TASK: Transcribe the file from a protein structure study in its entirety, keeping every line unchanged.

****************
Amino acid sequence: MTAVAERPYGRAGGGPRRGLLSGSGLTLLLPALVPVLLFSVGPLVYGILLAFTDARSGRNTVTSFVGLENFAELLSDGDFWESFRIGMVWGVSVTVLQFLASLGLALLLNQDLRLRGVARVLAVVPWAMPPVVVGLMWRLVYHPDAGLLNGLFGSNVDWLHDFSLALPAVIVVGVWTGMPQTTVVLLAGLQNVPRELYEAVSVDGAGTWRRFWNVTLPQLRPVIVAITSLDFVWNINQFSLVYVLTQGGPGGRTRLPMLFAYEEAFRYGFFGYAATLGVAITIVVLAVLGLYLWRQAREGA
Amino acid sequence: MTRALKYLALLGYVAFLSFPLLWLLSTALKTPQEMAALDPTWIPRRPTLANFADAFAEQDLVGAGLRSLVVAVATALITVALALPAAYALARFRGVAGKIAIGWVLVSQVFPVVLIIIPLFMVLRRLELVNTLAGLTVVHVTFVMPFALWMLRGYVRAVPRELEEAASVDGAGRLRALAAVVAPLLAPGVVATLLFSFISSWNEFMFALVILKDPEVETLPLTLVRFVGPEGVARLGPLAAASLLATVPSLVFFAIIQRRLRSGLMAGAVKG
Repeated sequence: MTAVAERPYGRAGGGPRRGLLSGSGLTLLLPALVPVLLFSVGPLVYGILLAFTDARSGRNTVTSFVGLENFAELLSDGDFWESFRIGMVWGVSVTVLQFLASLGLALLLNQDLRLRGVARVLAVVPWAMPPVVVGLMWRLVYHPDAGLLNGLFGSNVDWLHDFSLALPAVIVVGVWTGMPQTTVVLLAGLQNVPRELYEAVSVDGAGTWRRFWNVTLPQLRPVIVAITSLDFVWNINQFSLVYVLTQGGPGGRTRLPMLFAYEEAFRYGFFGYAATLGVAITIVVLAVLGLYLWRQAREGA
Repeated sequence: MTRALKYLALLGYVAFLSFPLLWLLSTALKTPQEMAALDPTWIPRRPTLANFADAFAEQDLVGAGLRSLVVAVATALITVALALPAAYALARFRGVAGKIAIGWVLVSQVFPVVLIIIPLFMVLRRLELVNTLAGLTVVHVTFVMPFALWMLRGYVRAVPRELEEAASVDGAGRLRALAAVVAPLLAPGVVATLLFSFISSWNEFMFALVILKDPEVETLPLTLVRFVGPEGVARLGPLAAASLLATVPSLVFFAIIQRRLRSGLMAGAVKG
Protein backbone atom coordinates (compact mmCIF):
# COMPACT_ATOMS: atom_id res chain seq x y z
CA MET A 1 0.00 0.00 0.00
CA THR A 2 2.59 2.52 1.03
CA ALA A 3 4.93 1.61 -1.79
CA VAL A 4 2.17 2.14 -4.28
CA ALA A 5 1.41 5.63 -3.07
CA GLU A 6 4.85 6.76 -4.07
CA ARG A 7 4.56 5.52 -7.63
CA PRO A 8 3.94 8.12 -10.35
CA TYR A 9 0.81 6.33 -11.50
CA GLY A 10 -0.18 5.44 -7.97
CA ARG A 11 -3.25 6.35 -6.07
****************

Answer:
Amino acid sequence: MTAVAERPYGRAGGGPRRGLLSGSGLTLLLPALVPVLLFSVGPLVYGILLAFTDARSGRNTVTSFVGLENFAELLSDGDFWESFRIGMVWGVSVTVLQFLASLGLALLLNQDLRLRGVARVLAVVPWAMPPVVVGLMWRLVYHPDAGLLNGLFGSNVDWLHDFSLALPAVIVVGVWTGMPQTTVVLLAGLQNVPRELYEAVSVDGAGTWRRFWNVTLPQLRPVIVAITSLDFVWNINQFSLVYVLTQGGPGGRTRLPMLFAYEEAFRYGFFGYAATLGVAITIVVLAVLGLYLWRQAREGA
Amino acid sequence: MTRALKYLALLGYVAFLSFPLLWLLSTALKTPQEMAALDPTWIPRRPTLANFADAFAEQDLVGAGLRSLVVAVATALITVALALPAAYALARFRGVAGKIAIGWVLVSQVFPVVLIIIPLFMVLRRLELVNTLAGLTVVHVTFVMPFALWMLRGYVRAVPRELEEAASVDGAGRLRALAAVVAPLLAPGVVATLLFSFISSWNEFMFALVILKDPEVETLPLTLVRFVGPEGVARLGPLAAASLLATVPSLVFFAIIQRRLRSGLMAGAVKG
Repeated sequence: MTAVAERPYGRAGGGPRRGLLSGSGLTLLLPALVPVLLFSVGPLVYGILLAFTDARSGRNTVTSFVGLENFAELLSDGDFWESFRIGMVWGVSVTVLQFLASLGLALLLNQDLRLRGVARVLAVVPWAMPPVVVGLMWRLVYHPDAGLLNGLFGSNVDWLHDFSLALPAVIVVGVWTGMPQTTVVLLAGLQNVPRELYEAVSVDGAGTWRRFWNVTLPQLRPVIVAITSLDFVWNINQFSLVYVLTQGGPGGRTRLPMLFAYEEAFRYGFFGYAATLGVAITIVVLAVLGLYLWRQAREGA
Repeated sequence: MTRALKYLALLGYVAFLSFPLLWLLSTALKTPQEMAALDPTWIPRRPTLANFADAFAEQDLVGAGLRSLVVAVATALITVALALPAAYALARFRGVAGKIAIGWVLVSQVFPVVLIIIPLFMVLRRLELVNTLAGLTVVHVTFVMPFALWMLRGYVRAVPRELEEAASVDGAGRLRALAAVVAPLLAPGVVATLLFSFISSWNEFMFALVILKDPEVETLPLTLVRFVGPEGVARLGPLAAASLLATVPSLVFFAIIQRRLRSGLMAGAVKG
Protein backbone atom coordinates (compact mmCIF):
# COMPACT_ATOMS: atom_id res chain seq x y z
CA MET A 1 0.00 0.00 0.00
CA THR A 2 2.59 2.52 1.03
CA ALA A 3 4.93 1.61 -1.79
CA VAL A 4 2.17 2.14 -4.28
CA ALA A 5 1.41 5.63 -3.07
CA GLU A 6 4.85 6.76 -4.07
CA ARG A 7 4.56 5.52 -7.63
CA PRO A 8 3.94 8.12 -10.35
CA TYR A 9 0.81 6.33 -11.50
CA GLY A 10 -0.18 5.44 -7.97
CA ARG A 11 -3.25 6.35 -6.07